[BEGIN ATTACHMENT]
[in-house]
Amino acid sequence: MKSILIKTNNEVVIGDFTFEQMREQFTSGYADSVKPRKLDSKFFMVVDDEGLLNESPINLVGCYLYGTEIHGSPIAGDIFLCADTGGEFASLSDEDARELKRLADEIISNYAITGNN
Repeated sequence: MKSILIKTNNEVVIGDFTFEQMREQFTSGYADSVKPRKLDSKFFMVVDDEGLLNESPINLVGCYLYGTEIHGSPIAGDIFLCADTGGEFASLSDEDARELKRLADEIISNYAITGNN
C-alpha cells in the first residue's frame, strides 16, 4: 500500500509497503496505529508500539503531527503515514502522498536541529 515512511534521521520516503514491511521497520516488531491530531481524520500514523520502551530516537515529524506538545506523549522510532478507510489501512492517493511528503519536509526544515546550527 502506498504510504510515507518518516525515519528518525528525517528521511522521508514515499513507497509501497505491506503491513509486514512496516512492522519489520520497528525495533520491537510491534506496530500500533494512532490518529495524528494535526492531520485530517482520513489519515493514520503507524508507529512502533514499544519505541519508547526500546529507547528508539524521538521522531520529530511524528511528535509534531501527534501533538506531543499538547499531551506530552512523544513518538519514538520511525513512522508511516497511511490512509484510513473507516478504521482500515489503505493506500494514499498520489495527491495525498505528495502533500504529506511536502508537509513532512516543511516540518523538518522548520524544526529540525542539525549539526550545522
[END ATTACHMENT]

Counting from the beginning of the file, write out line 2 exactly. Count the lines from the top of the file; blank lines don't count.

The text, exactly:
Amino acid sequence: MKSILIKTNNEVVIGDFTFEQMREQFTSGYADSVKPRKLDSKFFMVVDDEGLLNESPINLVGCYLYGTEIHGSPIAGDIFLCADTGGEFASLSDEDARELKRLADEIISNYAITGNN